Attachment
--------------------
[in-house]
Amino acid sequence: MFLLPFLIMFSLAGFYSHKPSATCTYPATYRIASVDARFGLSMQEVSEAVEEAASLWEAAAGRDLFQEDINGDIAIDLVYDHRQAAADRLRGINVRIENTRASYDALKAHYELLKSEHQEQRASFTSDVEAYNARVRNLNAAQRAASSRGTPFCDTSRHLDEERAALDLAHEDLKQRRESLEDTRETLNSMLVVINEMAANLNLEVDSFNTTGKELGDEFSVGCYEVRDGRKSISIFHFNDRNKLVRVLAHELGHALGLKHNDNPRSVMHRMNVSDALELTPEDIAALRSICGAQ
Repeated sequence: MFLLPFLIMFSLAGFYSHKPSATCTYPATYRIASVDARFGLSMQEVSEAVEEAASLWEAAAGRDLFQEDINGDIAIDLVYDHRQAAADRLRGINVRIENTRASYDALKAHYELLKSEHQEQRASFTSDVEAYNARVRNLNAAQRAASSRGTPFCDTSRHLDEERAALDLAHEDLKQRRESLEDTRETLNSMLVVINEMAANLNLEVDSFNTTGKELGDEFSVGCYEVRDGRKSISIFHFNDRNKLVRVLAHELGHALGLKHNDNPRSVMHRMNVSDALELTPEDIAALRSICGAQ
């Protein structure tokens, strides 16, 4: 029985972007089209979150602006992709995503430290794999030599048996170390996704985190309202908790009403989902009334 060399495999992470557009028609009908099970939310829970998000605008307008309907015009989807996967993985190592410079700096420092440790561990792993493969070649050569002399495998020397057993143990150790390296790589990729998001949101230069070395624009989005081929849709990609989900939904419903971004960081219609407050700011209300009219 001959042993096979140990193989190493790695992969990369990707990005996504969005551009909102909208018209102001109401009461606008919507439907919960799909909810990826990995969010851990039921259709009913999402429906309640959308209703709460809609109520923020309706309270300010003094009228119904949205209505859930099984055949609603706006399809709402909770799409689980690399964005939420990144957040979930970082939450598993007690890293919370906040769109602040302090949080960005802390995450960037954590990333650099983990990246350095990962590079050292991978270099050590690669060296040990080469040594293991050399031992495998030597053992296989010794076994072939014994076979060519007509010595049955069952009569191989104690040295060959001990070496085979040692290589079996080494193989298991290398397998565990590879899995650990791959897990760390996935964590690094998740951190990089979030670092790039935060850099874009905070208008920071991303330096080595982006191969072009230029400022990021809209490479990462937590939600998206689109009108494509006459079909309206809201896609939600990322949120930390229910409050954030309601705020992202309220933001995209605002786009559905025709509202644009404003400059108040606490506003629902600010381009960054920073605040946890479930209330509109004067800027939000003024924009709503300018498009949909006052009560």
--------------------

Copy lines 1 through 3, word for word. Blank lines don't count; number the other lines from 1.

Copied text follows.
[in-house]
Amino acid sequence: MFLLPFLIMFSLAGFYSHKPSATCTYPATYRIASVDARFGLSMQEVSEAVEEAASLWEAAAGRDLFQEDINGDIAIDLVYDHRQAAADRLRGINVRIENTRASYDALKAHYELLKSEHQEQRASFTSDVEAYNARVRNLNAAQRAASSRGTPFCDTSRHLDEERAALDLAHEDLKQRRESLEDTRETLNSMLVVINEMAANLNLEVDSFNTTGKELGDEFSVGCYEVRDGRKSISIFHFNDRNKLVRVLAHELGHALGLKHNDNPRSVMHRMNVSDALELTPEDIAALRSICGAQ
Repeated sequence: MFLLPFLIMFSLAGFYSHKPSATCTYPATYRIASVDARFGLSMQEVSEAVEEAASLWEAAAGRDLFQEDINGDIAIDLVYDHRQAAADRLRGINVRIENTRASYDALKAHYELLKSEHQEQRASFTSDVEAYNARVRNLNAAQRAASSRGTPFCDTSRHLDEERAALDLAHEDLKQRRESLEDTRETLNSMLVVINEMAANLNLEVDSFNTTGKELGDEFSVGCYEVRDGRKSISIFHFNDRNKLVRVLAHELGHALGLKHNDNPRSVMHRMNVSDALELTPEDIAALRSICGAQ